I just read a headline that said, “Holiday Cards Are Back.” Silly me…I didn’t know they’d left.
As someone who appreciates the handwritten word, I’ve never stopped sending holiday greetings—the old-fashioned way, with pen, paper and stamps. Further, I find the email card trend a little too one-size-fits all to be considered personal, making it the digital equivalent of the “Dear All” holiday letter. If you ask me, relationships require a little more skin in the game.
I don’t think I’m alone in my thinking, though I will admit I tend to associate with a likeminded group. Which means I get a lot of cards. And this year seems particularly abundant: my mailbox is nearly overflowing each day.
So I’m positing a few trends based on what I’ve received and observed.
1. Keep It Simple
Still reeling from a lack of social contact as we once knew it, a card seems like the next best thing to a pre-pandemic hug, replete with handprints all over it. Yet, typical cheery greetings can strike a dissonant chord during this uncertain time. I’m finding less jocular cards in my mailbox, with simpler, more sober ones taking their place.
So, too, cards with family pictures as their centerpieces are still on point. If we can’t socialize to the extent we’d like, at least we can see how quickly the kids are growing and which one is maturing into the spitting mage of Uncle Frank.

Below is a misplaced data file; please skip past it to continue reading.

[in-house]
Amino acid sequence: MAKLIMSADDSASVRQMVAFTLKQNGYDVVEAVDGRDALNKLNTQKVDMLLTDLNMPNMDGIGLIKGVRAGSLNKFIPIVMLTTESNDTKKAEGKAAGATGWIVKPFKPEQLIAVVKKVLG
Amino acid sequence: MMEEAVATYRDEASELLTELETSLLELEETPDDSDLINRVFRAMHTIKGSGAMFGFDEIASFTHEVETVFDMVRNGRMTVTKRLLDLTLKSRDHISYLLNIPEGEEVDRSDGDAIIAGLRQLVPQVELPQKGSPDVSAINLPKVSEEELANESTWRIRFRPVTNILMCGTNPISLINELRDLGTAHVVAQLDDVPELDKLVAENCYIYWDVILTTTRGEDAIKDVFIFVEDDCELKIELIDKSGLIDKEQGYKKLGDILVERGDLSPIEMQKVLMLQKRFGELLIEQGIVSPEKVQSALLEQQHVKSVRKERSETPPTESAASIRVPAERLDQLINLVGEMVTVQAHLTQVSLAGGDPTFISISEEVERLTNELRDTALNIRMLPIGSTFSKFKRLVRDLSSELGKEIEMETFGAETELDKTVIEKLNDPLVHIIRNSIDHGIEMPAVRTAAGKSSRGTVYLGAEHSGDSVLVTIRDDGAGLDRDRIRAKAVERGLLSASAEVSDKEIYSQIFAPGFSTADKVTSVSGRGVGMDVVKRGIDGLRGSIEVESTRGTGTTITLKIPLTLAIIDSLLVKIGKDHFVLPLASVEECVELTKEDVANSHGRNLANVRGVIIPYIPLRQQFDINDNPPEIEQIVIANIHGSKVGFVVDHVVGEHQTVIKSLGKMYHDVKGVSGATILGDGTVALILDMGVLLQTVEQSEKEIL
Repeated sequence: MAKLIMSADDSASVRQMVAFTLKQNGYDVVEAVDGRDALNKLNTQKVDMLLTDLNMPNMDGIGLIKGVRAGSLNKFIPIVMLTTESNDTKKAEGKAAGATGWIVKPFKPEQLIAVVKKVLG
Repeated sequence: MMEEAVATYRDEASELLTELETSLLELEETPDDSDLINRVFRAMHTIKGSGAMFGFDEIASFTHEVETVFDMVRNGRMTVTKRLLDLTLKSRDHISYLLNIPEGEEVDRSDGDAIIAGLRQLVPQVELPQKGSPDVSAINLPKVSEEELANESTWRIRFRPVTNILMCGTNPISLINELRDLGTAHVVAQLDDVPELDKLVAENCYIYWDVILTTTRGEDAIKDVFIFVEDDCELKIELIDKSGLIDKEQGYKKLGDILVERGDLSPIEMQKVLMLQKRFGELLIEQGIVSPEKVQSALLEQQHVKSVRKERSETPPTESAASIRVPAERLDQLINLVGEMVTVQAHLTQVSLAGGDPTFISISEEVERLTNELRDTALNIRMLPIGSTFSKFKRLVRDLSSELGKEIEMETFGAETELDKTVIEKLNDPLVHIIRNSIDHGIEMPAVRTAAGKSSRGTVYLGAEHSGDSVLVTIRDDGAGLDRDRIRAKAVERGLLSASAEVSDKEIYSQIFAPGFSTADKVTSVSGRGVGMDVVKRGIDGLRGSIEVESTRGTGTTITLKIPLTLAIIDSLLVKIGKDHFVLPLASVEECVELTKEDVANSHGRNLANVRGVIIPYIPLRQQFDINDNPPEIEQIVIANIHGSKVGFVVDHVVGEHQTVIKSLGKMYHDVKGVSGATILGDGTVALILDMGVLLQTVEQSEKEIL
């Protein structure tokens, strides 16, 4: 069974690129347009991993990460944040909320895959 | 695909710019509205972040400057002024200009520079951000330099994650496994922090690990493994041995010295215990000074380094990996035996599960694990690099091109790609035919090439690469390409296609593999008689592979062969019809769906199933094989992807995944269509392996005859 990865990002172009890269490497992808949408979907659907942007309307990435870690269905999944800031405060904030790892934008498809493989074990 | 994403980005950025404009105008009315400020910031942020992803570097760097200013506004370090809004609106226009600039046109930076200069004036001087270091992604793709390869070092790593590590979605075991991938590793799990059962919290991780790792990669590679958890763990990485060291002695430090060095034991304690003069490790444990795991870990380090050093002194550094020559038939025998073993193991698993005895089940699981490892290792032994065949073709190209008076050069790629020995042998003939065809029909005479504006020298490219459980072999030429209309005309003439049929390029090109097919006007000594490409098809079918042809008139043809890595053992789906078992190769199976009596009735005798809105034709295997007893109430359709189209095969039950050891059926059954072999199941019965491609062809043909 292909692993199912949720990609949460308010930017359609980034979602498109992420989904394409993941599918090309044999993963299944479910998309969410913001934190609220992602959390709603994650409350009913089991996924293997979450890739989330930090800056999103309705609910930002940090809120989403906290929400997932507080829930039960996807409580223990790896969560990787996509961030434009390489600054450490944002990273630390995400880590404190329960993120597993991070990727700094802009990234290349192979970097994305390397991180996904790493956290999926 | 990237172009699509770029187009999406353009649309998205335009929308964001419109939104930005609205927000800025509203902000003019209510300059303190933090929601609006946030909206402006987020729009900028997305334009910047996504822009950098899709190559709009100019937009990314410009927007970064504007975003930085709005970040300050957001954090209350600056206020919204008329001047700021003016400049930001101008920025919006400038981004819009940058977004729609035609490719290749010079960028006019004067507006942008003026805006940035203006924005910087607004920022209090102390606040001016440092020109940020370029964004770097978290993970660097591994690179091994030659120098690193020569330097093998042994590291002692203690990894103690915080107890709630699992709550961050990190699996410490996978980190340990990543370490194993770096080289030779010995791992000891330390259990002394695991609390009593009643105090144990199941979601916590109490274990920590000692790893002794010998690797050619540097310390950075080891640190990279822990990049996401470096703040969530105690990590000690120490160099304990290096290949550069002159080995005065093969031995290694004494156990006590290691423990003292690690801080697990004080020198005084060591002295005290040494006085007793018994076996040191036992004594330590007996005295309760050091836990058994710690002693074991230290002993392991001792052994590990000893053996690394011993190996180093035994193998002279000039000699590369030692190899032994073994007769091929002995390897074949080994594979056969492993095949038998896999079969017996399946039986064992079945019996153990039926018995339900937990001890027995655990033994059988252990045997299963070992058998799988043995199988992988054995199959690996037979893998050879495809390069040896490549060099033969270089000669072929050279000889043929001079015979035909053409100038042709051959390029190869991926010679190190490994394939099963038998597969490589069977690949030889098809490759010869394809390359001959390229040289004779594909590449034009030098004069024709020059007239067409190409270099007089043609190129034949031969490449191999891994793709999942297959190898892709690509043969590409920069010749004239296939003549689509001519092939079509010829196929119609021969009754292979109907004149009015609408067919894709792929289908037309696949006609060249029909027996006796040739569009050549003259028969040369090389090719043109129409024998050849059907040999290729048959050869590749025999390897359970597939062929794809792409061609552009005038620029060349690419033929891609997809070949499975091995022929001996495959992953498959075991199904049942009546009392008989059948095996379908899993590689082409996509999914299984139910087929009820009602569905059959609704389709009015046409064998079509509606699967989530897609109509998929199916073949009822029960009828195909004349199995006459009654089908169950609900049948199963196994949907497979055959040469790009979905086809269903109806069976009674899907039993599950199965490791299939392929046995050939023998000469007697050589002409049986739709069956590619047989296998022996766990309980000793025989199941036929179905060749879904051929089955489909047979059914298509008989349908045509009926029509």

2. Mail Early
People are mailing earlier, spurred by stories—and experiences—of slower mail delivery. The United States Postal Service (USPS) has committed to keeping things moving, and though it can’t guarantee delivery on a certain date for a card, there are some things that the sender can do to help ensure timely delivery.
Remember it costs 58 cents to mail a standard-size card. Postage should be placed in the upper right-hand corner of the envelope, and the return address should be placed at the upper left-hand corner. The mailing address (placed in the lower center of the envelope) should include the correct zip code, which may be confirmed online. Oversize envelopes require more postage, and anything under 3.5 X 5 (inches) is not eligible for mailing in the U.S.
3. Give Back
Dual-purpose cards that include a donation to a specific cause are popular and worthy of note. I like this trend, though it’s usually a bit dicey determining exactly what percentage of the cost of the product actually goes to the said cause.
4. Make It Sustainable
Environmentally friendly cards are still on trend and include those made from such things as recycled paper and bamboo, sometimes paired with environmentally friendly ink. Taking it one step further, online stationer Paperculture.com plants a tree for every order it receives and has planted over 1,000,000 trees thus far.
5. Keep on Giving
Cards that are designed to be planted rather than thrown away or recycled are popular. Botanical Paperworks makes cards created from post-consumer waste embedded with seeds that will sprout flowers, herbs and vegetables when planted, leaving no waste behind. There are a variety of options and price points. But remember to wait until spring if planting outdoors!